Xanax Drug Facts | A Center for Addiction Recovery

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Information provided below is courtesy of the National Institute on Drug Abuse (NIDA)

Xanax (Alprazolam) Overview

Xanax Addiction TreatmentAlprazolam (Xanax) belongs to a group of drugs called benzodiazepines. It works by slowing down the movement of chemicals in the brain that may become unbalanced. This results in a reduction in nervous tension (anxiety). Alprazolam is used to treat anxiety disorders, panic disorders, and anxiety caused by depression. After opiates, Alprazolam is one of the most popular drugs of abuse. Because one's body builds up a tolerance to this drug, those who are addicted can reach extraordinary levels of Alprazolam consumption. For example, a CNN report on Michael Jackson's death stated that before he died, he was taking ten Alprazolam a night. Stopping Alprazolam (Xanax) abruptly can produce a range of withdrawal symptoms, depending on factors such as duration of use and the amount of the drug consumed. However, not all withdrawal effects are evidence of true dependence or withdrawal. All people, especially individuals with a history of seizures, should not abruptly discontinue taking Alprazolam (Xanax) due to the possible severity of withdrawal symptoms. All patients on Alprazolam (Xanax) who require a dosage reduction should be gradually tapered off the drug under close supervision.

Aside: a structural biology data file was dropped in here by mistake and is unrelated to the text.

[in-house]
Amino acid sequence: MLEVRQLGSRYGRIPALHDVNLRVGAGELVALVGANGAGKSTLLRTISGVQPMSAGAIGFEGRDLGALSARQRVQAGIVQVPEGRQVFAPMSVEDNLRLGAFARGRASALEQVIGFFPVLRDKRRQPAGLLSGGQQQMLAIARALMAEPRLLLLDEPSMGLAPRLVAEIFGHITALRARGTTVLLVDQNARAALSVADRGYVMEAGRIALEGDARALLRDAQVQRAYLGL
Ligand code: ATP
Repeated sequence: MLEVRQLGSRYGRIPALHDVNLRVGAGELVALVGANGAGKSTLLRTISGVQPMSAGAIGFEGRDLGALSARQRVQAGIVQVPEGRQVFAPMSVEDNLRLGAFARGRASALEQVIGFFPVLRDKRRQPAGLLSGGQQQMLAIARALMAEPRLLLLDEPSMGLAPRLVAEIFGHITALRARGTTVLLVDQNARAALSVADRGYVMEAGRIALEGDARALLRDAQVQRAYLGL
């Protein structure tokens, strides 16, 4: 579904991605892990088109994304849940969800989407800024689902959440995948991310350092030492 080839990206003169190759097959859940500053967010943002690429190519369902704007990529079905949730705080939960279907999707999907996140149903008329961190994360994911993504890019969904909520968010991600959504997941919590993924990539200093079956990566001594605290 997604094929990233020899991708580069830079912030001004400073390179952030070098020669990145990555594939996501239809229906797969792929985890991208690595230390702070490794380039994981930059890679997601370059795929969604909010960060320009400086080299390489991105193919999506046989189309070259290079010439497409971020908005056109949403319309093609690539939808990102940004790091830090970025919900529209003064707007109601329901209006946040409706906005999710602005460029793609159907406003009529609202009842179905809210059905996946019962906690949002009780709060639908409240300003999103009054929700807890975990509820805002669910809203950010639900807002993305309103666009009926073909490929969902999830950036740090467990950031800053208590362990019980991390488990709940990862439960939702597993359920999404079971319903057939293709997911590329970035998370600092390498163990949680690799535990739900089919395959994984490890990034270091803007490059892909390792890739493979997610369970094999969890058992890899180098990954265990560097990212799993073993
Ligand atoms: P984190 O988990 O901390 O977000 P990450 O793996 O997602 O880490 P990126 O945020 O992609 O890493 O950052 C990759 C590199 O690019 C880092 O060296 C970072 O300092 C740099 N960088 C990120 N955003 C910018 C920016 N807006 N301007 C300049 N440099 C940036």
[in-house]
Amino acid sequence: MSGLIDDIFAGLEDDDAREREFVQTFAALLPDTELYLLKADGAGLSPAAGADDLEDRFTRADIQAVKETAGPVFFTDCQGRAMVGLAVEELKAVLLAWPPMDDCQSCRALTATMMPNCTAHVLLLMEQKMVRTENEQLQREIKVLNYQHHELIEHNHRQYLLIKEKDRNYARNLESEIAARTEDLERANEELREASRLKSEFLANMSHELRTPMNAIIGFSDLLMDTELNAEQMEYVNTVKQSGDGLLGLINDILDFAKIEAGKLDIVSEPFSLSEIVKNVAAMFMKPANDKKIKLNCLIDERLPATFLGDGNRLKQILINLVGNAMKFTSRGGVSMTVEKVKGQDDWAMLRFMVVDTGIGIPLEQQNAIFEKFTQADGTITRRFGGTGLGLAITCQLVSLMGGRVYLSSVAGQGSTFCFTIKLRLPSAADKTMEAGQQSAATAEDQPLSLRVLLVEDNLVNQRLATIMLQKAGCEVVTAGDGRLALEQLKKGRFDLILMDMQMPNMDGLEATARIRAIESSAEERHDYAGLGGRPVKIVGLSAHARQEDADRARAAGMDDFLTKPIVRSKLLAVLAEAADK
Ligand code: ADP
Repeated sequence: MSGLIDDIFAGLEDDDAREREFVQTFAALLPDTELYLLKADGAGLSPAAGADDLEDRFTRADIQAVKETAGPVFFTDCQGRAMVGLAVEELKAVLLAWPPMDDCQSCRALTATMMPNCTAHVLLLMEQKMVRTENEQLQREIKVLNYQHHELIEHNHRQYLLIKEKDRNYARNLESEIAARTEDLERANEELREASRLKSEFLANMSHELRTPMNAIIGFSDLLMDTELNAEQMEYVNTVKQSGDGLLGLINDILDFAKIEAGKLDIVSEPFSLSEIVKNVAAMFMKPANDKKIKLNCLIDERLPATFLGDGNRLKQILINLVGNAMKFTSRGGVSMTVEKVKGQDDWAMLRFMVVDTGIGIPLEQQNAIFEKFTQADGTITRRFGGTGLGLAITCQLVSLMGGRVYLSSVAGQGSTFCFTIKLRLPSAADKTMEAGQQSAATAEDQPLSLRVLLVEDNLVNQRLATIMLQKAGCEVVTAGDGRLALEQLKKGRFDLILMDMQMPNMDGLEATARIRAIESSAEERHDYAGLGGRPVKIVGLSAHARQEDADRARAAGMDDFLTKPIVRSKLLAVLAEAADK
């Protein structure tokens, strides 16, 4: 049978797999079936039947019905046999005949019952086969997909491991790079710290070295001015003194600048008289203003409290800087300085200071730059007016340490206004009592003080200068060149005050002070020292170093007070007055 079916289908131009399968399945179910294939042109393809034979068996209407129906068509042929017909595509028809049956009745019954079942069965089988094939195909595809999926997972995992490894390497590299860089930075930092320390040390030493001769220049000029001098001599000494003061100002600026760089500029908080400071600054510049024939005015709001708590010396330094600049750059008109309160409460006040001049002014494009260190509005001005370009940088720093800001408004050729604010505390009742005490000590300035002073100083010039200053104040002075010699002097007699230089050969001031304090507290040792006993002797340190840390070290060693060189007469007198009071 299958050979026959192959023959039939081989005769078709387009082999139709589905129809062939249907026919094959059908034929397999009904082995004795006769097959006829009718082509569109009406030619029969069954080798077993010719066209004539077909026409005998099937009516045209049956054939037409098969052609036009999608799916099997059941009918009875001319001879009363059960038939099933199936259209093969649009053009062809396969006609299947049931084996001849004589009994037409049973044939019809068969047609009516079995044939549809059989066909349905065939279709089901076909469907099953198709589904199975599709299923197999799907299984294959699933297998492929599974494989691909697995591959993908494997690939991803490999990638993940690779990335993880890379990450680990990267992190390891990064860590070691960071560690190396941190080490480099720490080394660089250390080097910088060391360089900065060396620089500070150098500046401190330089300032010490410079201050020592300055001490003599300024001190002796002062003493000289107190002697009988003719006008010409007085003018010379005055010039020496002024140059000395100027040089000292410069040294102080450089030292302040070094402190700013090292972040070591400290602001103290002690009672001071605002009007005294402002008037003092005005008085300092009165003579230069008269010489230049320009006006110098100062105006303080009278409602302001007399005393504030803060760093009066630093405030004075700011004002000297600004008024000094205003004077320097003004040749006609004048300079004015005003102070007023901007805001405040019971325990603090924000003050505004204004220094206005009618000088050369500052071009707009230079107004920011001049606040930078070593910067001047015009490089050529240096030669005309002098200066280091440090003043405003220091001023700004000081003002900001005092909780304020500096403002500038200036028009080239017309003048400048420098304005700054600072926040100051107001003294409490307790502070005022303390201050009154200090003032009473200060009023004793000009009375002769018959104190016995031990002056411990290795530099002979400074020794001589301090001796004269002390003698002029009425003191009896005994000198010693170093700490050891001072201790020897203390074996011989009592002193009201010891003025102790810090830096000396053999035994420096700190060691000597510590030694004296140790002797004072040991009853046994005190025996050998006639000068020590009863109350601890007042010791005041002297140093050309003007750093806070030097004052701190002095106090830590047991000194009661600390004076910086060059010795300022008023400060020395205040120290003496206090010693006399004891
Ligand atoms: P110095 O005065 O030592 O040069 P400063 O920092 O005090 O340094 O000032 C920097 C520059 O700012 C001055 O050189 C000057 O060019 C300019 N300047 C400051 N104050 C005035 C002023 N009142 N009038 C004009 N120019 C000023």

Xanax Signs of Abuse

  • Recurrent substance use resulting in a failure to fulfill major role obligations at work, school or home
  • Recurrent substance use in situations which place the user at risk of harming himself or herself
  • Recurrent substance-related legal problems
  • Continued substance use despite having persistent or recurrent social or interpersonal problems

Effects of Xanax Abuse

  • Drowsiness
  • Tiredness
  • Difficulty concentrating
  • Dizziness
  • Dry mouth
  • Constipation
  • Headache
  • Decreased sex drive
  • Changes in appetite

Xanax Withdrawal Symptoms

  • Seizures
  • Tremors
  • Sweating
  • Insomnia
  • Nervousness and/or anxiety
  • Irritability and mood instability
  • A rapid heartbeat (tachycardia)
  • Heart palpitations
  • Hallucinations
  • Heart palpitations

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